New Roles for Journalists

“It is easier to understand competition than obsolescence” Clay Shirky.

Some of the new roles that journalists will take on have been suggested in other sections, however, in this section, we’ll get down to categorizing and listing what journalists will be doing as the big picture news industry goes through the transformations it faces because of new technologies and new economic realities.

We’ll talk about skills journalists will need, but try to stay general and focus on open source ideas instead of anything proprietary. If you can learn to accomplish a task, without needing a software package that costs hundreds of dollars, you’ll be able to make the transfer to using the high-end equipment if you find yourself in a workplace that has high-end hardware and software.

“Perfect copy-ability” from digital distribution disrupts the profession of journalism which had come to equate process with product,” says Clay Shirky. In a digital media ecosystem, there is a mental leap needed to go from “why publish this” to “why not?” There is no reason to base editorial decisions on scarcity of resources, at least in terms of the newshole, or paper.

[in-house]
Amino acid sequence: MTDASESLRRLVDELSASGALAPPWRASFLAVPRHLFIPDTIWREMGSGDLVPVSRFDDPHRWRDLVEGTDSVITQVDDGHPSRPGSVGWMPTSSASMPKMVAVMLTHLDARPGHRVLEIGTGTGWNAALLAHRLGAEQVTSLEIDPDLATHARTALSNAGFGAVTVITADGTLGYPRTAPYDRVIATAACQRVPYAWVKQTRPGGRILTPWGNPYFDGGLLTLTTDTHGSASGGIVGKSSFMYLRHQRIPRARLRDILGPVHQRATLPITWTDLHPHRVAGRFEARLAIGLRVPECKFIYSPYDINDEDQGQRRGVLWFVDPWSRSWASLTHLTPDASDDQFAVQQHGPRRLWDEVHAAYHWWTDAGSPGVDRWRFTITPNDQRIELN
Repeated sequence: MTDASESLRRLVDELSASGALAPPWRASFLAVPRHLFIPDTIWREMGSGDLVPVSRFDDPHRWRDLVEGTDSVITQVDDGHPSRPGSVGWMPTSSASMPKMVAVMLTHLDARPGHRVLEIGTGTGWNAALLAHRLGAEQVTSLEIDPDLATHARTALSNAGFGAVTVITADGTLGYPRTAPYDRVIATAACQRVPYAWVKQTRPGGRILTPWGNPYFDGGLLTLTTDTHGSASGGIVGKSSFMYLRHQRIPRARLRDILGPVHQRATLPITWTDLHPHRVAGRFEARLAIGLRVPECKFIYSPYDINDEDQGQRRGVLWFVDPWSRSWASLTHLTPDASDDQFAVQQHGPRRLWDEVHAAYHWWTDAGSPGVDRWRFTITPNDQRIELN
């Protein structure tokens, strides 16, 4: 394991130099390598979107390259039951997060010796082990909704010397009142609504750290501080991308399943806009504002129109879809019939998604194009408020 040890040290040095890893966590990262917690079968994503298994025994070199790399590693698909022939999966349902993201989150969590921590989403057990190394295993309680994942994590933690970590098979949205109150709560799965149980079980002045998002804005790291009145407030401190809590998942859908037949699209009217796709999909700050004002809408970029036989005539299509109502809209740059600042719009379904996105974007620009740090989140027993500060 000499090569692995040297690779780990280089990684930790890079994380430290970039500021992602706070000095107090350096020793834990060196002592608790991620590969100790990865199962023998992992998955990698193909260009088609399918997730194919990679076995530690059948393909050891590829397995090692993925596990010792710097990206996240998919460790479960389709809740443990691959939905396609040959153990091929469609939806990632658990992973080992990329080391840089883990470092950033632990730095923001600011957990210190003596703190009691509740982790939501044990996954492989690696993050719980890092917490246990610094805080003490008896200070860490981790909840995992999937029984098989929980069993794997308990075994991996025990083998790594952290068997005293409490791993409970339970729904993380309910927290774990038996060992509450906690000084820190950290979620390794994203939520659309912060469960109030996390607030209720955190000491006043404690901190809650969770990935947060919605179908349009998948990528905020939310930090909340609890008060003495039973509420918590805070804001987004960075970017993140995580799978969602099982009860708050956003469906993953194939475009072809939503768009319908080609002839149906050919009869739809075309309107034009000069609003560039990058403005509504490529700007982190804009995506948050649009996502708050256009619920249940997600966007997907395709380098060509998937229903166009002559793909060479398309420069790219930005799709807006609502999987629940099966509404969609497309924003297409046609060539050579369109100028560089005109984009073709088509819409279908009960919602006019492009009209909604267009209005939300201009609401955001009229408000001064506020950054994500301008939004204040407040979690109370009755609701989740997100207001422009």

Mass amateurization that is a result of a decline in the barriers to entry into journalism and publishing, poses a conundrum for traditional media: What to do when the costs of reproduction and distribution are “free.”

What journalists do will shift according to needs of audience, and competition (other forms of news.)

  • Curator and curation
  • Account, forensic accountant
  • New ways of seeing – data visualizations and interpretation of visual data
  • Differentiators
"I don't report everything that happens here," he said. "There are people here giving the blow-by-blow by Twitter, so I don't think I'm adding anything to what they're saying. I don't have to do a roundup column for my paper. Instead I do, once a day, a big feature off of the tour. This weekend I wrote about the MTV reality programs taking a more documentary angle, that's interesting and encouraging for me. That tends to be my M.O. -- not to scrape up everything with columns of smaller items but to do one good story a day." Aaron Barnhart, the TV critic at the Kansas City Star who also runs the TVBarn blog to Mark Glaser
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